Hindu nationalist Modi is official candidate for India’s PM

John Elliott

modi1 jpg 1583447g Hindu nationalist Modi is official candidate for India’s PMIf Narendra Modi, the controversial Bharatiya Janata Party chief minister of Gujarat becomes India’s next prime minister, it will be because Sonia and Rahul Gandhi, together with their prime minister, Manmohan Singh, have left such a leadership vacuum at the end of nine years of increasingly ineffectual government that India is willing to take a gamble on a feared politician.

It will also be because the BJP’s national leaders have failed so dismally in the nine years to form any sort of coherent political opposition, and instead have led a gaggle of chronic disruption in parliament, that is was easy for Modi to step in.

Modi, who will be 63 next week, was anointed yesterday by the BJP as its prime ministerial candidate in almost presidential style after he had spent months travelling around the country advertising his leadership qualities at public meetings.

He is India’s first new national leader to emerge since the 1980s, and he would almost be a shoe-in for the post of prime minister if it were not for the baggage that he carries of Gujarat’s Godhra riots in 2002, when more than 2,000 people are believed to have been killed, with 12,000 Muslims losing their homes. He has support in urban India, especially from the corporate sector, and he now has to widen the BJP’s electoral base across the country, and rebuild it in the crucial state of Uttar Pradesh. Then, if the BJP does well in the polls, he will have to prove amenable enough to attract other parties into a coalition. Neither task will be easy.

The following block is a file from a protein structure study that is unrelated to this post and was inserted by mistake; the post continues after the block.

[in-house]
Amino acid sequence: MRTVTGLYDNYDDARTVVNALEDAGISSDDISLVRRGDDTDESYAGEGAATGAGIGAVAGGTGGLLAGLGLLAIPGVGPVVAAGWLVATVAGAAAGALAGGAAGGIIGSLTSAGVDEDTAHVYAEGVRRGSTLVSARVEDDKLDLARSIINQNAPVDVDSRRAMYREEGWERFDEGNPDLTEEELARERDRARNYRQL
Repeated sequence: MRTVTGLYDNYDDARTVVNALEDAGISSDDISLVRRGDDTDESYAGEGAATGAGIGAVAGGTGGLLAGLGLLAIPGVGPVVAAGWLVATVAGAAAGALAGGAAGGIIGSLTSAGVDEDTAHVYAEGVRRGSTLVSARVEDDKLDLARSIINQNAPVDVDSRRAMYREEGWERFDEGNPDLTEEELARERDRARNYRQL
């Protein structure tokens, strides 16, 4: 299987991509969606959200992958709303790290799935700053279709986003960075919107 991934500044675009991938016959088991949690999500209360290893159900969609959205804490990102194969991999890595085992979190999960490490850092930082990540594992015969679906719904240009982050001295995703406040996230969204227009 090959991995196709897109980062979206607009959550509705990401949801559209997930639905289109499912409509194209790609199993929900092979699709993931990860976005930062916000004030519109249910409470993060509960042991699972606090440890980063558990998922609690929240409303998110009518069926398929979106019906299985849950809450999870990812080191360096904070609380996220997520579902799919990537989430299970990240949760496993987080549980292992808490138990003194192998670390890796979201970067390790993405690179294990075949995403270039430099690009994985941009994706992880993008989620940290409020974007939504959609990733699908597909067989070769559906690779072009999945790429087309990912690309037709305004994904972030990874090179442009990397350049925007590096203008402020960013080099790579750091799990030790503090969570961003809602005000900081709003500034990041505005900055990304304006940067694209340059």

This means that neither of India’s two leading prime ministerial candidates for next year’s general election is ideal. Both of them, in very different ways, arouse either strong opposition or despair and, of course, the next prime minister might come from another party.

The other leading candidate is Rahul Gandhi, who the Congress Party does not seem to dare officially to name formally, probably in case he does not shape up during the coming months, or because he or Sonia Gandhi could nominate someone else, as happened in 2004. Leading Congress ministers are however talking about him as the prime ministerial candidate, and say they would be willing to serve under him – providing Congress gets enough seats to be able to lead a coalition government and virtually dictate who should be prime minister.

Neither Modi nor Gandhi is ideal because Modi is a divisive Hindu nationalist who, on his past record, could create fear and social unrest, though he has earned his new position by providing himself a capable politician and administrator.

Gandhi has no administrative experience, shies away from his public role, and rarely if ever speaks in parliament. He would not be in the running for any significant political post if he were not the son, grandson, and great-grand son of previous prime ministers Rajiv Gandhi, Indira Gandhi and Jawaharlal Nehru, and if he had not been chosen as her heir apparent by Sonia Gandhi, the current Congress leader and Rajiv’s widow.